Before you get too excited, know that Cube the game is not based on the 1997 sci-fi film, Cube. Instead, Cube is a puzzle game for the PlayStation Portable that has you moving a nondescript block around 135 abstract levels of varying degrees of difficulty. It's a fine concept, but unfortunately the puzzles in Cube are less a test of your spatial reasoning and more a test of your ability to situate the game's camera so you can see what you're doing. The uninspired puzzles are made all the more boring by the completely lifeless presentation in Cube. Even with the addition of a level editor and ad hoc multiplayer with game sharing, Cube just doesn't do enough to set it apart from numerous, better puzzle games already available for the PSP.
The keys aren't hard to find; the tricky part is collecting them all and getting to the exit within the time limit.
In Cube, you control a transparent cube that can move in four directions, with one side always connected to a solid object like a block. There is no gravity in the game, so you can move your cube along all sides of the blocks that make up the level. The goal of each level is to reach the exit panel, which is invariably tucked away behind barriers or hazards or floating on a distant, disconnected block. It's your job to hit switches that make barriers retract or make new blocks appear to create a path to the exit panel. Sometimes the puzzle is even simpler than that, merely requiring you to navigate a short path of connected cubes to reach the exit.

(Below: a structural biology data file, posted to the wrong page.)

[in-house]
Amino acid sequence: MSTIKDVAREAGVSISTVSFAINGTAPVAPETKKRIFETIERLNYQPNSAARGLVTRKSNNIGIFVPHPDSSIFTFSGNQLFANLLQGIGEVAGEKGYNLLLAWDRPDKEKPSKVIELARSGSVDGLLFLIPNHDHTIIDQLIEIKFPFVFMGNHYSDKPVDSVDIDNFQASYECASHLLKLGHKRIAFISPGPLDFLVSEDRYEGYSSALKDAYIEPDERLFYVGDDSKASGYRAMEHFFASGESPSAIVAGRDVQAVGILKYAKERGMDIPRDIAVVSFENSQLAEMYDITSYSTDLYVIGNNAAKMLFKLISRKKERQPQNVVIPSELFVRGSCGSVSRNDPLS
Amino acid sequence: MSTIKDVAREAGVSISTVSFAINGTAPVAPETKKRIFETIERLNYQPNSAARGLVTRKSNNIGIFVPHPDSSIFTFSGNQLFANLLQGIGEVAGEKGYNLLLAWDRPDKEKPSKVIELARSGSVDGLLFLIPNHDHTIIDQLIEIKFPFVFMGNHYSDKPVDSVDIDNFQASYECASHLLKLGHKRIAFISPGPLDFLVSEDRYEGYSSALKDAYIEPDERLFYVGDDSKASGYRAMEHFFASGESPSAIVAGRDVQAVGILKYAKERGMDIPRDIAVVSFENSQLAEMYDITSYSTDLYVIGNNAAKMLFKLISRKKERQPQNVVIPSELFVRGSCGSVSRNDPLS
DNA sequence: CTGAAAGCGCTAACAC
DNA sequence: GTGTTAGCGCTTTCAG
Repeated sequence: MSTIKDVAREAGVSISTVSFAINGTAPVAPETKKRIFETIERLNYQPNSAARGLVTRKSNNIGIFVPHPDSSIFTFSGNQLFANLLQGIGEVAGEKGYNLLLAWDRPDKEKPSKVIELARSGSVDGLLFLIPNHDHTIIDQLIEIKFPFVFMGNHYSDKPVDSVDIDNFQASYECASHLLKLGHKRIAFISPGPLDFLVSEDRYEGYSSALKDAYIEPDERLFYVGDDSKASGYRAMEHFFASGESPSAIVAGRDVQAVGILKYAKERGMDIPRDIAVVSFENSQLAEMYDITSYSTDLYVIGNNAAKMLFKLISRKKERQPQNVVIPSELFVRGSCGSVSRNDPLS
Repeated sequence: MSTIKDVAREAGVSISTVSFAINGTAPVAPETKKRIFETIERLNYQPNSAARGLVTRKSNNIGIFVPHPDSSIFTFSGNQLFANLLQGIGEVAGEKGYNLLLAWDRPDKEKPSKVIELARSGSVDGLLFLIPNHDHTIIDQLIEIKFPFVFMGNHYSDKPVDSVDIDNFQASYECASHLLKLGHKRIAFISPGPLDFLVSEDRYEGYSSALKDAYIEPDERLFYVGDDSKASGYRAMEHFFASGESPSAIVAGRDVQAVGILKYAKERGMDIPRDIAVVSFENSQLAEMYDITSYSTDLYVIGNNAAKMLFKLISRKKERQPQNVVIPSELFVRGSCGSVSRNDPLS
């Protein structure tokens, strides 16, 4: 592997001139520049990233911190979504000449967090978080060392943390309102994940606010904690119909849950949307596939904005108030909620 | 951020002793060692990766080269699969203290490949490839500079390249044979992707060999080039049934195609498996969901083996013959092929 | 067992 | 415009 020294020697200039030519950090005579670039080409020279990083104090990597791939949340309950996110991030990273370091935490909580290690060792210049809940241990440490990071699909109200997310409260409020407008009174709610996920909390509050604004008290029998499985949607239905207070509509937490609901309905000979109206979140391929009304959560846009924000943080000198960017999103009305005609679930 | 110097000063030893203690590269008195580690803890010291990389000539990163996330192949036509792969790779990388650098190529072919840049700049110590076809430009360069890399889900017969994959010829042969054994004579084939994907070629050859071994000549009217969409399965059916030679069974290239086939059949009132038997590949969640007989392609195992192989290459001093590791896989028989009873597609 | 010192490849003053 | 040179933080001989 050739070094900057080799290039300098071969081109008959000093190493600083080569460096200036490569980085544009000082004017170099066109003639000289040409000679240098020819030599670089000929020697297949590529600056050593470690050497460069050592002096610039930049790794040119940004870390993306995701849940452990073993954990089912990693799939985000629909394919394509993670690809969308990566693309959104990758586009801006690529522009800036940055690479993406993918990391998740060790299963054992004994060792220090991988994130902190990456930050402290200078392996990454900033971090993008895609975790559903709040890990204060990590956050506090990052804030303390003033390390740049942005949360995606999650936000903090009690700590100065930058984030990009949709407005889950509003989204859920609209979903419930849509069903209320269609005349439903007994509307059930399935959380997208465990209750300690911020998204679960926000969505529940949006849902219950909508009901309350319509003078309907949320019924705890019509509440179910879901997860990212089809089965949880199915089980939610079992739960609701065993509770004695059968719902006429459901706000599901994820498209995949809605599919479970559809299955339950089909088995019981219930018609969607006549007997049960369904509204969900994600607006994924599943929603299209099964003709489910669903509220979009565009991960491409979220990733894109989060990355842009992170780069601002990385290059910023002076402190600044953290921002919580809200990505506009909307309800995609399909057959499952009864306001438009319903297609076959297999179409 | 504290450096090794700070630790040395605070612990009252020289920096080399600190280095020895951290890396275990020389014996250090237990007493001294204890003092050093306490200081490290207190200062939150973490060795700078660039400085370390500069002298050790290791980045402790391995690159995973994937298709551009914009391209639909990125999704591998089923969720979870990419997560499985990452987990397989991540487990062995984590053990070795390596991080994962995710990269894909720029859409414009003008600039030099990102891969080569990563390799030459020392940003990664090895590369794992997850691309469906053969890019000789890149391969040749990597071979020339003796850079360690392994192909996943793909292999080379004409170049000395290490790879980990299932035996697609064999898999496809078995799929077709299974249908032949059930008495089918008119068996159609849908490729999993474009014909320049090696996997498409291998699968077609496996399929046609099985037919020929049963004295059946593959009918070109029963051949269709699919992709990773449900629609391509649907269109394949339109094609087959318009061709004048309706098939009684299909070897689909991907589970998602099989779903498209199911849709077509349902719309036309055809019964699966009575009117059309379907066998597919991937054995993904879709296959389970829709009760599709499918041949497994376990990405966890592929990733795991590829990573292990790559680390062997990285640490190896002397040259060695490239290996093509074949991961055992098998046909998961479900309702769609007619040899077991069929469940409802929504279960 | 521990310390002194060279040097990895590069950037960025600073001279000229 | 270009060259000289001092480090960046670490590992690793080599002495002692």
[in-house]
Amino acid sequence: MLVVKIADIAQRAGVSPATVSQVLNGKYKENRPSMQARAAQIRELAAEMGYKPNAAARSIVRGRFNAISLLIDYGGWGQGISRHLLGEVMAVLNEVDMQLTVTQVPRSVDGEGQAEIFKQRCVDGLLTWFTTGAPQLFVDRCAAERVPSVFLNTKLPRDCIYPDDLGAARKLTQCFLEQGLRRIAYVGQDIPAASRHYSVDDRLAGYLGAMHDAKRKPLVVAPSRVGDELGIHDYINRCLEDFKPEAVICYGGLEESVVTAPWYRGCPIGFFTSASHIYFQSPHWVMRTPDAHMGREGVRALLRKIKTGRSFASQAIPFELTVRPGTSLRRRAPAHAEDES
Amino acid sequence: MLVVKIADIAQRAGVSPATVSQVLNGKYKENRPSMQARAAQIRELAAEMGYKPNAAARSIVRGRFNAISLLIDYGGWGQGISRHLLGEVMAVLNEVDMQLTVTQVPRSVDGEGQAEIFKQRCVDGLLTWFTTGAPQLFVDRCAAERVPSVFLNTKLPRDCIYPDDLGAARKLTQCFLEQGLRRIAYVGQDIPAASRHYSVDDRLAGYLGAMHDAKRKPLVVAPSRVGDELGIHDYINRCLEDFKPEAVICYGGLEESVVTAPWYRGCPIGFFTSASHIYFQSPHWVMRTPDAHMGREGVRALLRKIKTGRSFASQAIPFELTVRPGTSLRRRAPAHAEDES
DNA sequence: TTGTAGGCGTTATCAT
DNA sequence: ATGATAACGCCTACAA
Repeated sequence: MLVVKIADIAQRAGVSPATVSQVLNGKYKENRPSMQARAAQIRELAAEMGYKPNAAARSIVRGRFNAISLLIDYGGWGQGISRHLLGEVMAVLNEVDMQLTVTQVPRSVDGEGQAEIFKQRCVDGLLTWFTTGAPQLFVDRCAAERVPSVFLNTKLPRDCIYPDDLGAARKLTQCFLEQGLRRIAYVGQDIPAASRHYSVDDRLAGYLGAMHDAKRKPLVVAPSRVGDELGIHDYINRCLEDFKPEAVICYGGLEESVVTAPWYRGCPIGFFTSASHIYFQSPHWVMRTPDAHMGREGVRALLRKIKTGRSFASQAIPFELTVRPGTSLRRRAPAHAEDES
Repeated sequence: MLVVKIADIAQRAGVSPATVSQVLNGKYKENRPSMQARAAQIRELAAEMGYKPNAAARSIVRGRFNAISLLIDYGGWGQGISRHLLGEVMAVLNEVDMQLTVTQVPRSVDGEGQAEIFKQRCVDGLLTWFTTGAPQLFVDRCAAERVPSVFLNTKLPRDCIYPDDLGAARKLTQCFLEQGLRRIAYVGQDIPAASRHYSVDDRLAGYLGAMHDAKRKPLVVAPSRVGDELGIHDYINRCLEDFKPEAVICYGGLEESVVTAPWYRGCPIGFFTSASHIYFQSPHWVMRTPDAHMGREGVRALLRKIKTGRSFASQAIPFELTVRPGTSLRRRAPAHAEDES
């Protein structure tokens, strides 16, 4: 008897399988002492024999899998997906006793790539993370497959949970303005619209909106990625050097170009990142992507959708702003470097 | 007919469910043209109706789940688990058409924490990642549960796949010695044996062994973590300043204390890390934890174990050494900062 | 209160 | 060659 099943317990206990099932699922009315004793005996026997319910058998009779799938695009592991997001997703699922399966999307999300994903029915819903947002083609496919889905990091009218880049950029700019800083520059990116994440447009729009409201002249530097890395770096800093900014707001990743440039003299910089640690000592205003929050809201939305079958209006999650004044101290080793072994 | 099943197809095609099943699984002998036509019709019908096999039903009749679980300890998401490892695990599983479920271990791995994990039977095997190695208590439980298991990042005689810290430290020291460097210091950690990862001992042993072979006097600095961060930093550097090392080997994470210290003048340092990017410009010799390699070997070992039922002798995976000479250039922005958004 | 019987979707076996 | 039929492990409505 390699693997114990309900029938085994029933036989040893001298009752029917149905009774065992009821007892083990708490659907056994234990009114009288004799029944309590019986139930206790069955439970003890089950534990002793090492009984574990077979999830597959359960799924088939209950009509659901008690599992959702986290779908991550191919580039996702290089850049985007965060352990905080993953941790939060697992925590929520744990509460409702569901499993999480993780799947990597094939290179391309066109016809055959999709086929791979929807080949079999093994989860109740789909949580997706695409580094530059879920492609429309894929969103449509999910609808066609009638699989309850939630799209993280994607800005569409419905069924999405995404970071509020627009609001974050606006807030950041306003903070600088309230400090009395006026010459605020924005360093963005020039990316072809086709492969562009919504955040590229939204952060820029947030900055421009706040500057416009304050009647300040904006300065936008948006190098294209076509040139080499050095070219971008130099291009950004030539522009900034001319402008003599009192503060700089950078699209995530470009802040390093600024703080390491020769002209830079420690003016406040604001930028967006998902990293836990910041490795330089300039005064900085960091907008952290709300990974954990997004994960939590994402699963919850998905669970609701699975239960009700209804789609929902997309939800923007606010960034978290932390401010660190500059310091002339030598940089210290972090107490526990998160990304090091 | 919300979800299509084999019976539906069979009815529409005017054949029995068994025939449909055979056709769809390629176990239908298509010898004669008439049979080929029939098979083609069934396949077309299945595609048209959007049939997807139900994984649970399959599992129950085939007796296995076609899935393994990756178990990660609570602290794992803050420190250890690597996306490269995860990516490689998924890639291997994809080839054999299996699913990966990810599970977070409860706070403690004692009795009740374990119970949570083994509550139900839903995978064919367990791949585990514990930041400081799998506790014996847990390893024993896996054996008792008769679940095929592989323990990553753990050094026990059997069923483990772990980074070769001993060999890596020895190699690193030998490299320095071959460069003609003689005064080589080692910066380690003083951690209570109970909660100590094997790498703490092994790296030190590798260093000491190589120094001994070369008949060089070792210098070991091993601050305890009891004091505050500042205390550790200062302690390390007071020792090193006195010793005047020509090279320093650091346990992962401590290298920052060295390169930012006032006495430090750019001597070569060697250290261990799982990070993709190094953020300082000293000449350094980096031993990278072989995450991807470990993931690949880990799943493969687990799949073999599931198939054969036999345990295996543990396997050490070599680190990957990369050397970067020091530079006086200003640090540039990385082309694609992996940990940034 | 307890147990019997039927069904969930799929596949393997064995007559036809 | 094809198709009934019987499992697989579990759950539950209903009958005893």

Many levels have hazards such as rolling mines, quicksand, or moving blocks that will crush you if you aren't careful. These hazards are usually easy to avoid if you can see them, but unfortunately the camera makes that more difficult than it should be. By default, the camera stays behind your block, and you can zoom in or out as desired. You can also press the R or L button to rotate the camera around your block to get a better viewing angle of the path ahead. Technically this works fine, but it's a pain to have to move one space, adjust the camera, move another space, adjust the camera, and so on for each move you make. It can also be incredibly confusing and disorienting to constantly change the camera angle, making it easy to get turned around upside down and backward.
Taking time to adjust the camera is tedious, and it impedes your success with the game. Each level has keys scattered about that you have to collect before reaching the exit. If you collect the keys and get to the exit within a set time limit, you get a gold medal for the level. As a result, every second counts, so while you're trying to make a break for the exit, you won't have time to futz with the camera. The easiest way to get a gold medal is to fail the level enough times to memorize exactly what you have to do step-by-step, and then execute those steps as quickly as possible. Needless to say, that's not a satisfying way to solve a puzzle. That trial-and-error process is also frustrating because when you die, it takes about 10 seconds to reload the level so you can try again.